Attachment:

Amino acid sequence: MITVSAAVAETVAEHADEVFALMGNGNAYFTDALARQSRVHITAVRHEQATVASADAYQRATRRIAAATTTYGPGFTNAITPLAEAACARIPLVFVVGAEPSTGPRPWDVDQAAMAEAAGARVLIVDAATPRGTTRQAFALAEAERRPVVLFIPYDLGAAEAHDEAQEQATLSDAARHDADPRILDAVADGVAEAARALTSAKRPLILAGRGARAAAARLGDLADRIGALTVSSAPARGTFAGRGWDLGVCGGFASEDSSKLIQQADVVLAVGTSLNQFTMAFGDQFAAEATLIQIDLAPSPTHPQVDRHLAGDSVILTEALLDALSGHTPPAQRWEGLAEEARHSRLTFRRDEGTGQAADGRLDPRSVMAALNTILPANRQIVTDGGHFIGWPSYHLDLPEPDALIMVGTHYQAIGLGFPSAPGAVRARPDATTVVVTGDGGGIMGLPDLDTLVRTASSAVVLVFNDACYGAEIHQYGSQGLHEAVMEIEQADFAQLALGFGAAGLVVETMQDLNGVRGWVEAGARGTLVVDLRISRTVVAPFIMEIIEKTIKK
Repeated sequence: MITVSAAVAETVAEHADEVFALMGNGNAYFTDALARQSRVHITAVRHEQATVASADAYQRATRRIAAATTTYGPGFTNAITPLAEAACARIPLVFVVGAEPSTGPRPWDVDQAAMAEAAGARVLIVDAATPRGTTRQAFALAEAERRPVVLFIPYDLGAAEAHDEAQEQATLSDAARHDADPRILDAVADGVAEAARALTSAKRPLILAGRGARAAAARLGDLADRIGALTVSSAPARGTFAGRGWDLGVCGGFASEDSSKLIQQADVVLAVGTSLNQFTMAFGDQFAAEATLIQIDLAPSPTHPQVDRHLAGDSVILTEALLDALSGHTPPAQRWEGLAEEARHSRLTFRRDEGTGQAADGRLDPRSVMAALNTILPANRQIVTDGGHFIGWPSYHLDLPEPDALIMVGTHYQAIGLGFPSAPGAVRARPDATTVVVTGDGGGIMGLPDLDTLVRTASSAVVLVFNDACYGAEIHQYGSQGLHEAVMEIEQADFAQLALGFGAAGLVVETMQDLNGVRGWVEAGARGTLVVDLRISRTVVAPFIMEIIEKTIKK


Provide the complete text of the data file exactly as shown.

Amino acid sequence: MITVSAAVAETVAEHADEVFALMGNGNAYFTDALARQSRVHITAVRHEQATVASADAYQRATRRIAAATTTYGPGFTNAITPLAEAACARIPLVFVVGAEPSTGPRPWDVDQAAMAEAAGARVLIVDAATPRGTTRQAFALAEAERRPVVLFIPYDLGAAEAHDEAQEQATLSDAARHDADPRILDAVADGVAEAARALTSAKRPLILAGRGARAAAARLGDLADRIGALTVSSAPARGTFAGRGWDLGVCGGFASEDSSKLIQQADVVLAVGTSLNQFTMAFGDQFAAEATLIQIDLAPSPTHPQVDRHLAGDSVILTEALLDALSGHTPPAQRWEGLAEEARHSRLTFRRDEGTGQAADGRLDPRSVMAALNTILPANRQIVTDGGHFIGWPSYHLDLPEPDALIMVGTHYQAIGLGFPSAPGAVRARPDATTVVVTGDGGGIMGLPDLDTLVRTASSAVVLVFNDACYGAEIHQYGSQGLHEAVMEIEQADFAQLALGFGAAGLVVETMQDLNGVRGWVEAGARGTLVVDLRISRTVVAPFIMEIIEKTIKK
Repeated sequence: MITVSAAVAETVAEHADEVFALMGNGNAYFTDALARQSRVHITAVRHEQATVASADAYQRATRRIAAATTTYGPGFTNAITPLAEAACARIPLVFVVGAEPSTGPRPWDVDQAAMAEAAGARVLIVDAATPRGTTRQAFALAEAERRPVVLFIPYDLGAAEAHDEAQEQATLSDAARHDADPRILDAVADGVAEAARALTSAKRPLILAGRGARAAAARLGDLADRIGALTVSSAPARGTFAGRGWDLGVCGGFASEDSSKLIQQADVVLAVGTSLNQFTMAFGDQFAAEATLIQIDLAPSPTHPQVDRHLAGDSVILTEALLDALSGHTPPAQRWEGLAEEARHSRLTFRRDEGTGQAADGRLDPRSVMAALNTILPANRQIVTDGGHFIGWPSYHLDLPEPDALIMVGTHYQAIGLGFPSAPGAVRARPDATTVVVTGDGGGIMGLPDLDTLVRTASSAVVLVFNDACYGAEIHQYGSQGLHEAVMEIEQADFAQLALGFGAAGLVVETMQDLNGVRGWVEAGARGTLVVDLRISRTVVAPFIMEIIEKTIKK